Welcome to Outdoor Savages! We are a small group of friends that enjoys nothing more than to spend our free time in the outdoors. Here are the first hand accounts of our adventures. Enjoy!

Thursday, September 1, 2011

USK/SK Part 1

Hurricane Bob
      The idea of a survival kit readily available for "when it happens"  is a great idea.  I will be honest that i was a little shocked at myself for not having a well thought out procedure or any emergency rations.  I figured that a flashlight, a bottle of water, rain coat, and a pistol with get me through OK.  I now realize my thoughts could not be any further from the truth.  A survival kit and plan needs to be well thought out, and i figure thinking it through would be my first step in creating a plan and bag.

    First, I had to think of my environment.  I live in a medium sized city close to New York City.  If i left my condo it would take me 15 minutes to walk to the train station.  From there, i can hop on the express train and be in Grand Central Terminal  40 minutes later.  Then 10 minutes walking and you arrive in Times Square, so yeah i am in the Urban Environment.  Items  useful to you lucky people living in rural areas would be useless to me.  The idea of  local governments breaking down and a free-for-all ensuing seems far fetched; however, i would like to point out the weeks following Katrina in New Orleans.  What about the Rodney King Riots in LA?  Yup, the local government lost control for a period of time.  If a disaster takes  out the power for several weeks you will be on your own.  Cities depend on services bringing in supplies and bringing waste out.  Population centers are really a fragile thing.  When the fabric that holds these large communities unravels Riots are sure to ensue.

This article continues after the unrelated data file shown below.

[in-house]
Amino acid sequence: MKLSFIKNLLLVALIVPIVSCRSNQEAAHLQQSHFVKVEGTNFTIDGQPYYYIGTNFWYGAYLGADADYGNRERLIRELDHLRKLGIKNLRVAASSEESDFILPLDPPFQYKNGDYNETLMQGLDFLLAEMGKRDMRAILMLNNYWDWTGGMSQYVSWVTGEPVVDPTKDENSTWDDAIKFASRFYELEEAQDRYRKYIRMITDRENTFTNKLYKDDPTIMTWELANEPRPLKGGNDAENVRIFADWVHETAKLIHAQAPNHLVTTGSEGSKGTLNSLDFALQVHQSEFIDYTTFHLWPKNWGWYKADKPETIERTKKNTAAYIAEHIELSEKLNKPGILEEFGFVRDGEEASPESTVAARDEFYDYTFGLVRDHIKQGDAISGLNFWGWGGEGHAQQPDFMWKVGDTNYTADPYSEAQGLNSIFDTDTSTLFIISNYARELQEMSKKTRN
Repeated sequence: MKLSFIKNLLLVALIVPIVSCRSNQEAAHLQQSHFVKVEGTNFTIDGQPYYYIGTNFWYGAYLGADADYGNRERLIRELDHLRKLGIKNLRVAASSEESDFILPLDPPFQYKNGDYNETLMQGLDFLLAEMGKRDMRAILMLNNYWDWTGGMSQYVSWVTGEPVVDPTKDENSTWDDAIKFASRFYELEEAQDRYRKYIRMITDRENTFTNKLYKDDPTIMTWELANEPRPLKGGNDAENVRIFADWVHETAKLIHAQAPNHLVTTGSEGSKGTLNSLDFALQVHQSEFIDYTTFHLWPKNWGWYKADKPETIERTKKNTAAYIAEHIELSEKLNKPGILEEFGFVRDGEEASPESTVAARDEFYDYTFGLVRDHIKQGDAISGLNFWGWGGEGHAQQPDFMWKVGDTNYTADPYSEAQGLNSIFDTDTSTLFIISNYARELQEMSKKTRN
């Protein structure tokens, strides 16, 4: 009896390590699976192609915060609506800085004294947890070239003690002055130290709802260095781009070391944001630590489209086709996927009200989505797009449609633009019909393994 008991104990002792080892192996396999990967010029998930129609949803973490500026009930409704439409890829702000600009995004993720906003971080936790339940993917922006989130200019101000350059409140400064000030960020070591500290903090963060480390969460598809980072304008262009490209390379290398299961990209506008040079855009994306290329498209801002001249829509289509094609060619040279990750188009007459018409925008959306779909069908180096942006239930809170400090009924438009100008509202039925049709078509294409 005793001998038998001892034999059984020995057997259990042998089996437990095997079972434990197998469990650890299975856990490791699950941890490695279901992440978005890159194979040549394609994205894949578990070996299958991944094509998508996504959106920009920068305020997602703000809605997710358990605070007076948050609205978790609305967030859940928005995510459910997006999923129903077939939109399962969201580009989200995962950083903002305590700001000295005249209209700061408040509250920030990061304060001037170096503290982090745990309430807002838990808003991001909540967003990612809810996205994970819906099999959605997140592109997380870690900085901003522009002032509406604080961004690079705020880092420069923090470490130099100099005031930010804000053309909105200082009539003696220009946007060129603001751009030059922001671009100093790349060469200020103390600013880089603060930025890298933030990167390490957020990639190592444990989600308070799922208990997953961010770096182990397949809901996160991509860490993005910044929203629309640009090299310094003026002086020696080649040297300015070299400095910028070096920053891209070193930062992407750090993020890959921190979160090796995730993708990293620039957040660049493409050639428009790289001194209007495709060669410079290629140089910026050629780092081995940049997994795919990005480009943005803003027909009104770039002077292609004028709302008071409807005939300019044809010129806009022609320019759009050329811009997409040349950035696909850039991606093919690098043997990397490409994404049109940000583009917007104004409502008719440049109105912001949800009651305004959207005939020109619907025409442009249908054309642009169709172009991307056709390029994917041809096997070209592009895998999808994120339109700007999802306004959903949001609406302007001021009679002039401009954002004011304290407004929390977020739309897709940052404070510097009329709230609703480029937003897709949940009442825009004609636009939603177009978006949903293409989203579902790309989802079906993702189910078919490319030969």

Second, I thought "where will i be when it goes down?"  Will i be home reading your blog?  will I be at work?  Will my wife be at work?  If my wife and I are in separate locations a different course of action will be required.  Should we have a central kit in the house and little kits in our cars?  Sounds like a good idea and i will implement this.
    Third, Time of year.  Here in New England we have four seasons.  New England weather can throw everything at you: 100 degree days, 0 degree days, snow, sleet, rain, and my least favorite wind.  Planning for a survival kit in New England can turn into a logistical nightmare, because you can't pick up and run with a years worth of clothing.
Tornado Damage in Texas
    With all this taken into consideration I have decided in the event of a disaster my wife, dog, and I should meet up at my mother's house.  Sorry guys, no grand plan to hike off the great white north.  I figure those people will be protecting their resources and car travel will not be possible. I figure if the whole family can work together we stand a chance.  From there It would be wise to hunker down until things cool down, and only move if the area becomes unsafe. 

1 comment:

  1. Sounds as if you have a good plan. Hope it's not needed.